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The Local Government Minister Eric Pickles has announced that the government will make it illegal for local councils and parking ticket enforces to use CCTV cameras to help them catch and enforce parking tickets. The ban will not only include cameras mounted on walls and above parking spaces, but will also include so-called CCTV spy cars. Drivers will be encouraged to challenge parking tickets, too, with the proposed introduction of a 25% reduction for those that challenge a fine and fail in that challenge.

The government has been looking into ways in which it can bring people back into town centres, especially away from large shopping centres and shopping villages that appear outside of towns. They want to encourage high street shopping in a bid to try and breathe life back into local communities. Previous ideas have included making it legal to park on double yellow lines for a few minutes while running in to collect shopping.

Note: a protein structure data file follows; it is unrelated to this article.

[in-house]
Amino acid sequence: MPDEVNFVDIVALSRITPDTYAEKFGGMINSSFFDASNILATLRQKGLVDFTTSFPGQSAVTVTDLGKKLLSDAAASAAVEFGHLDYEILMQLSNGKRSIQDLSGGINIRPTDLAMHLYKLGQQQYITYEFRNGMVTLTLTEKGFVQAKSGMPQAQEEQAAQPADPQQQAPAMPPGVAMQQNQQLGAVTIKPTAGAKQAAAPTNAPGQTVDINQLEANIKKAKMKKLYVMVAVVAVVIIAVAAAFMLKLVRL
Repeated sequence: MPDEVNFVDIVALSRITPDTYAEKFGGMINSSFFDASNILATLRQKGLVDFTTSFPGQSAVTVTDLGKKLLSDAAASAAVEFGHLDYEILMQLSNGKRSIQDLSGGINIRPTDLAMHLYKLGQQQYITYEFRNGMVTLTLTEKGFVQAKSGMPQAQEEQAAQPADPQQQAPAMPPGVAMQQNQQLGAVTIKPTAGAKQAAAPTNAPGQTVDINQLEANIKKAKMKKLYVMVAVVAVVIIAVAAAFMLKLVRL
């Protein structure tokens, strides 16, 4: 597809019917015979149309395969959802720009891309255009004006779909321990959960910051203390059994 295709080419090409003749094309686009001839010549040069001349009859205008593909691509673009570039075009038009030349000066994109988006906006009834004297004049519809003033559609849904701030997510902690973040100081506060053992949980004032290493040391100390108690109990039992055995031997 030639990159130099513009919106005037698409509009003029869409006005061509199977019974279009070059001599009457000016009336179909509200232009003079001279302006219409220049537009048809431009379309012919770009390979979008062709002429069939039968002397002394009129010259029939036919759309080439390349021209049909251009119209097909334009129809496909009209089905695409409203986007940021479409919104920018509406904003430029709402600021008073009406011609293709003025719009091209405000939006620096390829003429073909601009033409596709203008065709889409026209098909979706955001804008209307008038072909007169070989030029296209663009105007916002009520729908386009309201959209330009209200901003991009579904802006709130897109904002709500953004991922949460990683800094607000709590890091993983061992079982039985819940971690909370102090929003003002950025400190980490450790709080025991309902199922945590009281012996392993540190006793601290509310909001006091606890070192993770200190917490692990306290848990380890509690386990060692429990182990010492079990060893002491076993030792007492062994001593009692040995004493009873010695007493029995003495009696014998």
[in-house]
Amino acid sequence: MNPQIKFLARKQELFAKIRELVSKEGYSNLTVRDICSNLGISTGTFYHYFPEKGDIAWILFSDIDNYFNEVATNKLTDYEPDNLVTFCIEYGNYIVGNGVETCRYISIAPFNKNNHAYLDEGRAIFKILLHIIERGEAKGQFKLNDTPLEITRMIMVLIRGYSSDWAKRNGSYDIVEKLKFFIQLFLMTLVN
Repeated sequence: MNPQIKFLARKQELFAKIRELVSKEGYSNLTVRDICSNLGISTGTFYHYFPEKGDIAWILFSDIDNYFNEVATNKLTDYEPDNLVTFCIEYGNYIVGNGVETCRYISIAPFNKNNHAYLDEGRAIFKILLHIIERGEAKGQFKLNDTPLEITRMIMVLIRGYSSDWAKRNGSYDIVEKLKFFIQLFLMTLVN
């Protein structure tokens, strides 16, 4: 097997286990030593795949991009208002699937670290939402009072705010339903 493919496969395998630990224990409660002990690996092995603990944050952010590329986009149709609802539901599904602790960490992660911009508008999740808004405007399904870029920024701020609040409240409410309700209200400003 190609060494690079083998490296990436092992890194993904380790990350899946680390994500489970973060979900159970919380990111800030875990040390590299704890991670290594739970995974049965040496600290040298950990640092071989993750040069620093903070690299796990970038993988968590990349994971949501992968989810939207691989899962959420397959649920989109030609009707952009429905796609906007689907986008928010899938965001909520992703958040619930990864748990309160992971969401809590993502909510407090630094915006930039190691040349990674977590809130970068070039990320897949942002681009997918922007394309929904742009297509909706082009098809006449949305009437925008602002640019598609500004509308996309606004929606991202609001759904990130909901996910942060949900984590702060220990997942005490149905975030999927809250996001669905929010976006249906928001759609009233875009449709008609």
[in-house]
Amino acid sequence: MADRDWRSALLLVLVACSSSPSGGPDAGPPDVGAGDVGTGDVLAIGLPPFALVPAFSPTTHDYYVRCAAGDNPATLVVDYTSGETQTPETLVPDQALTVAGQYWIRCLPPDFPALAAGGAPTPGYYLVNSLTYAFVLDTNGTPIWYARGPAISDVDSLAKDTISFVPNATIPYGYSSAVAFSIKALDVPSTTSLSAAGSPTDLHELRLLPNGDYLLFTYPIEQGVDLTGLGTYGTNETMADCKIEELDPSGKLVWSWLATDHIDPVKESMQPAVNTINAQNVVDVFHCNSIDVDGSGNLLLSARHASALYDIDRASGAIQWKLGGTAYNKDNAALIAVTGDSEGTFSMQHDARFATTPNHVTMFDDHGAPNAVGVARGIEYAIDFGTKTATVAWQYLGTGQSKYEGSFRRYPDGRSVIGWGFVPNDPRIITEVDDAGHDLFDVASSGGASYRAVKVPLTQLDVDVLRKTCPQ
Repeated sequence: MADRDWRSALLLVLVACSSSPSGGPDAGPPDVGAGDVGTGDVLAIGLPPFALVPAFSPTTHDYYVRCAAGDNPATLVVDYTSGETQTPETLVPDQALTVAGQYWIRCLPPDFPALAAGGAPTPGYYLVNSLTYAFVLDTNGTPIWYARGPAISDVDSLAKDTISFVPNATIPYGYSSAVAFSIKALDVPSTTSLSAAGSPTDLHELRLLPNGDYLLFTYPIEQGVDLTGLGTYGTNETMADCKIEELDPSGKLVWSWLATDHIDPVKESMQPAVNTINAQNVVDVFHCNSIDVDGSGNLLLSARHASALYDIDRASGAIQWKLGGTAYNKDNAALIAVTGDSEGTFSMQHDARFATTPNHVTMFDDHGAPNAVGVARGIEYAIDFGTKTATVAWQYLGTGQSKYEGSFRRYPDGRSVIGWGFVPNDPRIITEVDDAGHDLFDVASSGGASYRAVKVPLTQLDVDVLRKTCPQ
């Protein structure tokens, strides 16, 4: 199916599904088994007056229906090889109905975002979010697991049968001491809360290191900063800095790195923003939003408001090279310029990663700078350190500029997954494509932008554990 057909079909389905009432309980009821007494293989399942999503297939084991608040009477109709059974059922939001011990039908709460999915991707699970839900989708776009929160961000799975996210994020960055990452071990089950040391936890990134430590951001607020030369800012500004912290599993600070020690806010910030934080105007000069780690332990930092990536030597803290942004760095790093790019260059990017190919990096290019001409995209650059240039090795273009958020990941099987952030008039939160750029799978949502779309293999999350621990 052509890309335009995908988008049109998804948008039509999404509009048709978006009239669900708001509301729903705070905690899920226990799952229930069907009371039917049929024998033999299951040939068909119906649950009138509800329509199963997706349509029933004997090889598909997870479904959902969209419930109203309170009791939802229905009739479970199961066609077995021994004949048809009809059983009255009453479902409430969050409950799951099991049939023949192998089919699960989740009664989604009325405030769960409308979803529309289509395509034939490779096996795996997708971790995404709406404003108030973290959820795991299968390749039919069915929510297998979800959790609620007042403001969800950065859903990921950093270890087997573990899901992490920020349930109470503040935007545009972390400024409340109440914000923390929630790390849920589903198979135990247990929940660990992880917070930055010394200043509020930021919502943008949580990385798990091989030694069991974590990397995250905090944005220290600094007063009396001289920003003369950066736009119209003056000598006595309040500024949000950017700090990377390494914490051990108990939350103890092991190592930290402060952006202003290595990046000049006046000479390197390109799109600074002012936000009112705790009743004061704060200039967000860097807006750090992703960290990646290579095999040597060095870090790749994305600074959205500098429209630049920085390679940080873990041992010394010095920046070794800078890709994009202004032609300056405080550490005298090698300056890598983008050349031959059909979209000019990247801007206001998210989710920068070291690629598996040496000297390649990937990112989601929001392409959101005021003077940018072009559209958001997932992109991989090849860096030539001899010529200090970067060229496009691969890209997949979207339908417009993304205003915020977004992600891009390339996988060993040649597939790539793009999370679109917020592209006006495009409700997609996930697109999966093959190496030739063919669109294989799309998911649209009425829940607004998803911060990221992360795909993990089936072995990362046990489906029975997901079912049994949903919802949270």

Parking enforcement companies, and ticketing companies have been accused of over-zealous enforcement and Local Government Minister Eric Pickles has said that this has led many more people to shop online or to head out of town in order to complete even short and simple shopping trips. He hopes that these new changes, along with a series of other parking law changes, will help to arrest the decline in high street shopping.

Orwellian spy cars, which are cars equipped with CCTV that patrol double yellow lines and other areas where parking is prohibited, will also feature in the ban. Mr Pickles singled out CCTV cars by saying that they can often be seen lurking on street corners, raking in cash for councils that have previously been warned that parking tickets should not be used as a means of generating income.

Another proposed change is being introduced in a bid to encourage more people to challenge tickets. Currently, if a driver pays within a one or two week time limit, they are afforded a 50% reduction and this discourages many people from questioning the validity of a ticket. Under new proposals, if a person challenges a ticket and the challenge ultimately fails, they may still receive a 25% reduction.